The cloud cover which normally obscures the top portions of the volcano recently cleared for a short period the evening of 5 May, allowing observation of incandescence, the glowing of rock.
The photograph shown was taken during an exceptionally clear period following rain. Incandescence occurs when material is at sufficiently high temperatures so that it emits visible light. For rock, this occurs at over 500 degrees Centigrade. Many of the bright spots seen in the photograph are related to fumaroles, the locations where hot gas comes out of the volcano. Only three of the spots shown on this photograph (the brightest three) are visible to the naked eye. Long exposure photography taken over a period of several minutes reveals these and the other points of incandescence.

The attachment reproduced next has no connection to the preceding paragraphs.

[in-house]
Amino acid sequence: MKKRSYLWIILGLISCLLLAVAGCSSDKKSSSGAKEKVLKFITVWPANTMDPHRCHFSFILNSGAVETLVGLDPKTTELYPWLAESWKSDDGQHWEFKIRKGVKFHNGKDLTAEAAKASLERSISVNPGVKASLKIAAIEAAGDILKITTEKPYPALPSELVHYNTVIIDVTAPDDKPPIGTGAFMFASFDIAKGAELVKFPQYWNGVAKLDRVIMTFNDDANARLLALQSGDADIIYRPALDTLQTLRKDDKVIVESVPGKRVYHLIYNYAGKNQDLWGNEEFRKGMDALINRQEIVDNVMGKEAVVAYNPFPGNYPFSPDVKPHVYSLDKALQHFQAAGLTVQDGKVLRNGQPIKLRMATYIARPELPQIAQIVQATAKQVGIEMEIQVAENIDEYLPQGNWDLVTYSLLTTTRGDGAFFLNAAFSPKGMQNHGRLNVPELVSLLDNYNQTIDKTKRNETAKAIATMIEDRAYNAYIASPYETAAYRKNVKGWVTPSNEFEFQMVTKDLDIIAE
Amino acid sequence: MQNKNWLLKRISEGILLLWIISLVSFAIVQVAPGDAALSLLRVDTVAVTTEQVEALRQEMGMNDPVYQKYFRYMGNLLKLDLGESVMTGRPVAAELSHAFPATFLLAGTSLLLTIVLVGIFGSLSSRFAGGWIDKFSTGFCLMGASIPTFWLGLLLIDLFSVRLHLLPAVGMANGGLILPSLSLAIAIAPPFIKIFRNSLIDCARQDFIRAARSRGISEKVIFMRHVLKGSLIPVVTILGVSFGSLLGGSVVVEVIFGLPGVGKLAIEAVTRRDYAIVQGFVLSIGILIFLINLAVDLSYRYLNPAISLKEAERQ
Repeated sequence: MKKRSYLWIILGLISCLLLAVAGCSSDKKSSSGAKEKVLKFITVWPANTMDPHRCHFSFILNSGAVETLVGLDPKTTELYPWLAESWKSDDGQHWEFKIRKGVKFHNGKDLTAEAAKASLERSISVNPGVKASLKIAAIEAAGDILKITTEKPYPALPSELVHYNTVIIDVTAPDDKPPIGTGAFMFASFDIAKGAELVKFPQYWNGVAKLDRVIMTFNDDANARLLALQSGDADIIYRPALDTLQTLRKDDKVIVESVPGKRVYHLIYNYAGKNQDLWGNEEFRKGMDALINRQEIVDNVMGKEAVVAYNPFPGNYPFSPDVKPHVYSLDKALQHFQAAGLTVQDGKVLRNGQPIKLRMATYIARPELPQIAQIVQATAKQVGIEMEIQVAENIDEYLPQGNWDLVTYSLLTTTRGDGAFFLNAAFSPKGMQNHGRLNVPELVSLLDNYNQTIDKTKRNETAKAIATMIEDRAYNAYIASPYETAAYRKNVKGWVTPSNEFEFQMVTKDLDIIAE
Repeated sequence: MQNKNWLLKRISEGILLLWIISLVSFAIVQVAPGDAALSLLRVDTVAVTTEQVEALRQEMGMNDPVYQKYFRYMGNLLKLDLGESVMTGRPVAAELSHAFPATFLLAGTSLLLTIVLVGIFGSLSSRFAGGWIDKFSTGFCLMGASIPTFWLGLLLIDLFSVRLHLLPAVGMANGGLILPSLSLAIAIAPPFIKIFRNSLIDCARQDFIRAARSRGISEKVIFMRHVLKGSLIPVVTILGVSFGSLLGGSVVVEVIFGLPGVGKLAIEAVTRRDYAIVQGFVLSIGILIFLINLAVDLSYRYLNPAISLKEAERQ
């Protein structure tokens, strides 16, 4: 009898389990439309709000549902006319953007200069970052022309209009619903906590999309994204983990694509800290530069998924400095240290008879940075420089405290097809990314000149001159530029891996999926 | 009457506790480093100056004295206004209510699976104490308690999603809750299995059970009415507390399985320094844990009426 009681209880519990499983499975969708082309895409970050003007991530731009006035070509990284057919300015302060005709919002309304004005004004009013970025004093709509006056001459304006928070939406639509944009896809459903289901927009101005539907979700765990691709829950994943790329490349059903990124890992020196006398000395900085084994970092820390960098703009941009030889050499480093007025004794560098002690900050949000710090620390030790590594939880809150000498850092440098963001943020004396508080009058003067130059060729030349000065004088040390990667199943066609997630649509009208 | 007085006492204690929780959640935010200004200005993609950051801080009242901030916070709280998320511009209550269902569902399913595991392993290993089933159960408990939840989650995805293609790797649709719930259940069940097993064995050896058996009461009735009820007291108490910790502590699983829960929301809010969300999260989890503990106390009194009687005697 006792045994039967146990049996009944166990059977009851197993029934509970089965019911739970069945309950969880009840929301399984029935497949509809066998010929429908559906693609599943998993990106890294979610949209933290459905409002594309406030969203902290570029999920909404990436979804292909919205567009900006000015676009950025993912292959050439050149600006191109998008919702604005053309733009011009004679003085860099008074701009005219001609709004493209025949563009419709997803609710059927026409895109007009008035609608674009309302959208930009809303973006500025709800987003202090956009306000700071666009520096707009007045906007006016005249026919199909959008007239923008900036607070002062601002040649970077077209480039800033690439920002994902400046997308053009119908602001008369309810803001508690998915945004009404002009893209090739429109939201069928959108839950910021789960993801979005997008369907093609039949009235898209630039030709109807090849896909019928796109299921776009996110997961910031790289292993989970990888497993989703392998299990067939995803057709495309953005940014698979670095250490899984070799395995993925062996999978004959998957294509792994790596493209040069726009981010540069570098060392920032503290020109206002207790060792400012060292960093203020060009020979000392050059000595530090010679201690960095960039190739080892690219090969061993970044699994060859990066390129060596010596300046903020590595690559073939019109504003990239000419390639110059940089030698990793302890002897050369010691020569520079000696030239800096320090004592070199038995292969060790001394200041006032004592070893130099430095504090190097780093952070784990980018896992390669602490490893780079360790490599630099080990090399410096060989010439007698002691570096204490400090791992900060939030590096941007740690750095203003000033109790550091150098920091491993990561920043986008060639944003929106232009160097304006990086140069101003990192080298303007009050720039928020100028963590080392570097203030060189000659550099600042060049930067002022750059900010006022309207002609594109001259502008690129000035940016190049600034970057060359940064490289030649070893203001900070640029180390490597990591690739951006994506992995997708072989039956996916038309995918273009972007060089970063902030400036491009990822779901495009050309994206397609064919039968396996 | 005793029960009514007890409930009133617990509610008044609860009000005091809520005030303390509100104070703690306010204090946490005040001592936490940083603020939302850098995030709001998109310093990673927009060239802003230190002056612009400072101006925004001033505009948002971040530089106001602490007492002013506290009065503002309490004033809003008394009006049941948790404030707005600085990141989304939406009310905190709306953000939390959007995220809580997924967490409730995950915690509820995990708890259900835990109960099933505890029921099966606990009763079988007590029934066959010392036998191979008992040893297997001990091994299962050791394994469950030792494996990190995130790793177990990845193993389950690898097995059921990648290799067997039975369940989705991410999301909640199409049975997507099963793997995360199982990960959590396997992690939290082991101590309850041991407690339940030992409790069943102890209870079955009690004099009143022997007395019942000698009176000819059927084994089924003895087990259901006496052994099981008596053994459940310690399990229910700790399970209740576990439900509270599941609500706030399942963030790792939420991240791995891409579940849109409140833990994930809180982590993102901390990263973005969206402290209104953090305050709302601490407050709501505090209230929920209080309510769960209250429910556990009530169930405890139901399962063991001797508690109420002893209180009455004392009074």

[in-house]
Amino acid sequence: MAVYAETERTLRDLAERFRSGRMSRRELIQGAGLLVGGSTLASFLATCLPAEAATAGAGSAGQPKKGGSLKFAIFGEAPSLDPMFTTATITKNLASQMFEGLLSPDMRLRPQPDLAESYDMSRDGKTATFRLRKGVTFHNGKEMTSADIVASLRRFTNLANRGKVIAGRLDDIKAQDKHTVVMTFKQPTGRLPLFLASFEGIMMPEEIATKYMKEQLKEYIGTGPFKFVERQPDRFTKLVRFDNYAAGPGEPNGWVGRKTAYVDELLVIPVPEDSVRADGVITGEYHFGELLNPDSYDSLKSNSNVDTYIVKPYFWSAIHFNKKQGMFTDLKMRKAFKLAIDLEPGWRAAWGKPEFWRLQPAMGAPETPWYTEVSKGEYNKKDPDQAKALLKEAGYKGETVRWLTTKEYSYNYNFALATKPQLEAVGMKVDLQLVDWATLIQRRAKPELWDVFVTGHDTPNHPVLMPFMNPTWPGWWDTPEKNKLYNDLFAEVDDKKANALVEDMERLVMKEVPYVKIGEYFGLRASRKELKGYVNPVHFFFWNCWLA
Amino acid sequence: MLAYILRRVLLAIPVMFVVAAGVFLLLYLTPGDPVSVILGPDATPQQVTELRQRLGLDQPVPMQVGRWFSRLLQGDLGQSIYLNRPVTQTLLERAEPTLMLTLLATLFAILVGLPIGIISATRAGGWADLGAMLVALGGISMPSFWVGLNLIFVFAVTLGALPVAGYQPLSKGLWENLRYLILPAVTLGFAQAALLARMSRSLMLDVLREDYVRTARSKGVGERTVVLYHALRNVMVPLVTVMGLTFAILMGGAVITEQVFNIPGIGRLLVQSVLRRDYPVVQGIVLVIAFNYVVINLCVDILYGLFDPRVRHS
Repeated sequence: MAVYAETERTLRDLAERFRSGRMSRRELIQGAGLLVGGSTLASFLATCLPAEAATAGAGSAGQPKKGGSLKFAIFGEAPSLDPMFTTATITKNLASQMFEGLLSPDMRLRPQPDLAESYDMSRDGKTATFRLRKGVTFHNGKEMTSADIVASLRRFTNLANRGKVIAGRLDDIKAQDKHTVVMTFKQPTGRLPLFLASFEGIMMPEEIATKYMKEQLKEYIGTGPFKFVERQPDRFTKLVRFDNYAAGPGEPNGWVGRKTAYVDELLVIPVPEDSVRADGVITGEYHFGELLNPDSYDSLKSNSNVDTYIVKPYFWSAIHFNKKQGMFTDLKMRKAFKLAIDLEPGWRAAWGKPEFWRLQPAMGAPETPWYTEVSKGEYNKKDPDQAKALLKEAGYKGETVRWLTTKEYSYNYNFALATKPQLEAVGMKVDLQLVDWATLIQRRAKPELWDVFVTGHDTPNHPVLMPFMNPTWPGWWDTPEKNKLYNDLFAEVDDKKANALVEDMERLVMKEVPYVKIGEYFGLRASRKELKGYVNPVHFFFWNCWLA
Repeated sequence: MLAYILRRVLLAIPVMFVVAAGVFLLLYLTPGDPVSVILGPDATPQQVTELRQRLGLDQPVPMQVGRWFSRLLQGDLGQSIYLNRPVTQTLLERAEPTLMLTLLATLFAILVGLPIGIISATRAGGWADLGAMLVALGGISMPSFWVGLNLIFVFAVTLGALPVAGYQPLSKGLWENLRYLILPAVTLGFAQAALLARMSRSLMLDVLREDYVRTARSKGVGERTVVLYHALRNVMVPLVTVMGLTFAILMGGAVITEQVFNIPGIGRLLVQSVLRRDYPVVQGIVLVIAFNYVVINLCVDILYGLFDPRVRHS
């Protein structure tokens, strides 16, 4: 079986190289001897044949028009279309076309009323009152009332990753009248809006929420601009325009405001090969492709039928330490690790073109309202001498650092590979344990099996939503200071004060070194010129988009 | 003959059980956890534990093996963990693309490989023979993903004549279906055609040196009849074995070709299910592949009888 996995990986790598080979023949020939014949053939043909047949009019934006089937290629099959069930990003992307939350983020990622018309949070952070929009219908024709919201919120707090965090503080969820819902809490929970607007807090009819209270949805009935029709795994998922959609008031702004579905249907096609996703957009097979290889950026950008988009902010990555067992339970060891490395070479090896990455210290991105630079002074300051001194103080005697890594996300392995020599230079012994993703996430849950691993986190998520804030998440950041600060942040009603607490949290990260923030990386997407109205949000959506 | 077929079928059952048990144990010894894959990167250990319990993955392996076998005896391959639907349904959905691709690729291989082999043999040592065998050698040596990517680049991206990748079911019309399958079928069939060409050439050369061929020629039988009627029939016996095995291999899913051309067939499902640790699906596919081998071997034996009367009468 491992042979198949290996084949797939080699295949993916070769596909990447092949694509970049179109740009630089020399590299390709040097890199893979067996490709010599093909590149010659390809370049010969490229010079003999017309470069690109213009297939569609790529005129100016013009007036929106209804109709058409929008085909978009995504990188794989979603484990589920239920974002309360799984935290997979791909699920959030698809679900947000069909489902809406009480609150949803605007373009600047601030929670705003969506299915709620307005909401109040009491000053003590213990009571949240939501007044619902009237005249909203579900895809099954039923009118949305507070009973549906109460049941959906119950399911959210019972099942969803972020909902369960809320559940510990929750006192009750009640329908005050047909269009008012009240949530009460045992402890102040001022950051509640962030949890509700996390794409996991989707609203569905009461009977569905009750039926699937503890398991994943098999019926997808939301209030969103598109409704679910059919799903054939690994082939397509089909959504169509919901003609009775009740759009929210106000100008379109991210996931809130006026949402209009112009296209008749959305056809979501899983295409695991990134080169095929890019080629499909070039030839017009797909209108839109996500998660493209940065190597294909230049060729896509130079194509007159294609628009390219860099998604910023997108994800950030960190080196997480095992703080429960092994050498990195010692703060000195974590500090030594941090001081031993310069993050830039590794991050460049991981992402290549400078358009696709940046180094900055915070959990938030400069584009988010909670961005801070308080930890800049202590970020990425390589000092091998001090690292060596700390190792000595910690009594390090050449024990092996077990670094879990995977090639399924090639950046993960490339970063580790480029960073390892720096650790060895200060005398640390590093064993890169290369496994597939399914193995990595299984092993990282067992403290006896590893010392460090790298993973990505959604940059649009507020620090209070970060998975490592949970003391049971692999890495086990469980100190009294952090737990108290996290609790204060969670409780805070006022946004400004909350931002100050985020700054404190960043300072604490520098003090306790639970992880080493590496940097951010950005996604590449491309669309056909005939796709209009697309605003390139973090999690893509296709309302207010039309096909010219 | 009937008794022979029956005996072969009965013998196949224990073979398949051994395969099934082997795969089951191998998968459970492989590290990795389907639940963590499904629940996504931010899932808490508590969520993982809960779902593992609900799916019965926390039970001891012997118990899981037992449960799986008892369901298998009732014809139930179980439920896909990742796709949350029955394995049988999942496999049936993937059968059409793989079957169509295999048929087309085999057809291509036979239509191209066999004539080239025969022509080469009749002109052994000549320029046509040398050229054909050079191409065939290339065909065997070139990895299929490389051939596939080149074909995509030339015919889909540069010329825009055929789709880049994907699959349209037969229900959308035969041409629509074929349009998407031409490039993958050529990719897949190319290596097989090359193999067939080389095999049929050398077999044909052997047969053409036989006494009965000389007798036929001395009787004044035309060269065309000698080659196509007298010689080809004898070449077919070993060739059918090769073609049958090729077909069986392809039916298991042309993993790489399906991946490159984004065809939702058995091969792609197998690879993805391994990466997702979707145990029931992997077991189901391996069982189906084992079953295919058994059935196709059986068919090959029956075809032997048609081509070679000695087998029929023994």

The locations of the incandescent spots are the same as those that were first observed on 11 November 2010, which can be viewed here. Although no new incandescent spots have appeared, the continued incandescence at these locations indicates that there is still a significant source of heat from below. This observation supplements MVO’s other observations, which indicate that Soufriere Hills Volcano has not shut down and remains linked to the deep source region.